Laurel Anne Hill whose previous book, “The Engine Woman’s Light” which won over thirteen awards and honors was partially inspired by personal experiences; a dream she had and her maternal grandmother who passed away in 1989. Inspired yet again by her ancestry, in her new book Plague of Flies: Revolt of the Spirits, 1846, Laurel Anne weaves her Mexican heritage into the story. A Young Adult historical fantasy set in the 1800’s of Alta California, heroine Catalina Delgado, a young Mexican girl whose country, Mexico, has been invaded by The Bear Flaggers from The United States.
Delving into the past Was Inspiration to Create a Strong Heroine – Catalina Delgado
Of her newest book, Plague of Flies, Laurel Anne Hill states, “My Mexican great-grandmother, as a teen in US California during the 1860s, recruited Mexican ex-patriots to return to their country of birth and rid Mexico of French soldiers. Her dedication, and that of my great-great-grandmother and many others, helped restore the Mexican Republic. How could this bit of family history not inspire me to create a character such as Catalina? A brave young woman in the 1840s who learns to believe the unbelievable and accomplish what only she is meant to do?” With such an interesting background, one that helped to shape history, it’s no wonder that Laurel Anne Hill was moved to include a bit of that background in her stories and characters.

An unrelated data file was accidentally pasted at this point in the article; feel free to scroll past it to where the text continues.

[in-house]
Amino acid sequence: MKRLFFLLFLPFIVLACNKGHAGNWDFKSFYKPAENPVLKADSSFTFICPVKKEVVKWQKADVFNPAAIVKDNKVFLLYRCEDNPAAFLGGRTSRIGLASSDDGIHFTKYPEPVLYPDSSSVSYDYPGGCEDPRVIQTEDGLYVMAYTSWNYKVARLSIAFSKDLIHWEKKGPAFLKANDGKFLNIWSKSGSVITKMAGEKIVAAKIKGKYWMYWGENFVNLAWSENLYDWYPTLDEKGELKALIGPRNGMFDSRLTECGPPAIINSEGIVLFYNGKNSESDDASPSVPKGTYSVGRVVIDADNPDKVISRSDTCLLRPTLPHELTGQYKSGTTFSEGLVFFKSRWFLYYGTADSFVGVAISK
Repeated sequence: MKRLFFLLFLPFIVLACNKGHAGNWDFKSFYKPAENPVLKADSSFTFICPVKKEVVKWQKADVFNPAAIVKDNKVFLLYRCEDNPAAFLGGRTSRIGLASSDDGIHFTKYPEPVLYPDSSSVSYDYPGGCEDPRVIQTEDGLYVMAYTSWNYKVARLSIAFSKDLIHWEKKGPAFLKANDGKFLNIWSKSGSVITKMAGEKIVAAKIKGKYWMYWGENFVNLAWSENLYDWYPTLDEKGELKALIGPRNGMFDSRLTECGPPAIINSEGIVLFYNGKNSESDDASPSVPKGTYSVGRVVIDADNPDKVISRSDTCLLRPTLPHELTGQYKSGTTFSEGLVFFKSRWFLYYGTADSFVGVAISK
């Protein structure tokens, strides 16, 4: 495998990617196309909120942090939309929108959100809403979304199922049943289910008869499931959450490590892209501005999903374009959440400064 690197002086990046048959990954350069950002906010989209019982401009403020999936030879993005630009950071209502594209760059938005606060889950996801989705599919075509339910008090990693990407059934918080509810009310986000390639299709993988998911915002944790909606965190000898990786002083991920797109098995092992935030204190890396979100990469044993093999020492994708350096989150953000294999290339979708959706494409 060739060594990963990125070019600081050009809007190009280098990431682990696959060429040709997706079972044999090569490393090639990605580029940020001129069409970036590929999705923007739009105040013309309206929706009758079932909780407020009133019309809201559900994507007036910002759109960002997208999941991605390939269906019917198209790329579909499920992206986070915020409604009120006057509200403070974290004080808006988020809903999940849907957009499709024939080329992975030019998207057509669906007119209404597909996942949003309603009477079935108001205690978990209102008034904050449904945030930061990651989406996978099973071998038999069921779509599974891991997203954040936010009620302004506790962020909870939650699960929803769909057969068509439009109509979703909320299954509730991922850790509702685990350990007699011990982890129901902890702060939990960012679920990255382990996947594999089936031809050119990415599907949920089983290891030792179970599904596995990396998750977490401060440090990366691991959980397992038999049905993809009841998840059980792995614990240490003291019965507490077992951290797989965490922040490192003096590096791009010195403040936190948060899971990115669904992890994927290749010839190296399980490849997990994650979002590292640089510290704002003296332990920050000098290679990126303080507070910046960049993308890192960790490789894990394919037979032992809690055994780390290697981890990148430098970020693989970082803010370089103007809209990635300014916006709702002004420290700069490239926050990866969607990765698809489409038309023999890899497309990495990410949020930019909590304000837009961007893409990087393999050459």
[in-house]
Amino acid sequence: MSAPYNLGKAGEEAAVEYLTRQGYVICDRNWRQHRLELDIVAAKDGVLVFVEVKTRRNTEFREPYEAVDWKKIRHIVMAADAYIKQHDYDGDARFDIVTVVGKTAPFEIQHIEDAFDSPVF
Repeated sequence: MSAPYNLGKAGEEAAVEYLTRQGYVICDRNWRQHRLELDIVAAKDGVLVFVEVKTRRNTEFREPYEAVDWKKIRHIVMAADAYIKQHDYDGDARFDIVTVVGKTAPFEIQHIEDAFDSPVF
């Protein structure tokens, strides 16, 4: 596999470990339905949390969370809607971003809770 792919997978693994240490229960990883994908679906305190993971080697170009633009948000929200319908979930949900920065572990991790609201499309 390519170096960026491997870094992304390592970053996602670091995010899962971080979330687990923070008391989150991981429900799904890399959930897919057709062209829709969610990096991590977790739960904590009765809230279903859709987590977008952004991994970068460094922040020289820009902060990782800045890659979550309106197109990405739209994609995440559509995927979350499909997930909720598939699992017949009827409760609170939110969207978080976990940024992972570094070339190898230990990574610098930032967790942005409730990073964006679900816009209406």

Decision to Write Plague of Flies Was Through Discovering and Researching Her Mexican Roots
Laurel Anne Hill’s father was half Mexican and she knew that his family had lost their California landholdings back in the nineteenth century. At the time Laurel had thought that the loss was due to the fallout of the Bear Flag Rebellion. It was through her research at such places as The California Historical Society that she found more detailed information about her father’s family. The California Historical Society has some images of Laurel Anne Hill’s Great Grandmother, Hipolita Orendain de Medina along with her handwritten notebooks filled with personal thoughts, letters and poems. It gives fans of Laurel Anne Hill a glimpse not only into the political and social climate of that time, but the Great Grandmother whose life experiences are infused in her characters and books.
You can read the rest of Laurel Anne Hill’s interview here. And if Californian and Mexican history inspires you check out more at The California Historical Society’s website. You can also visit and learn more about Laurel Anne Hill and her other books at her website.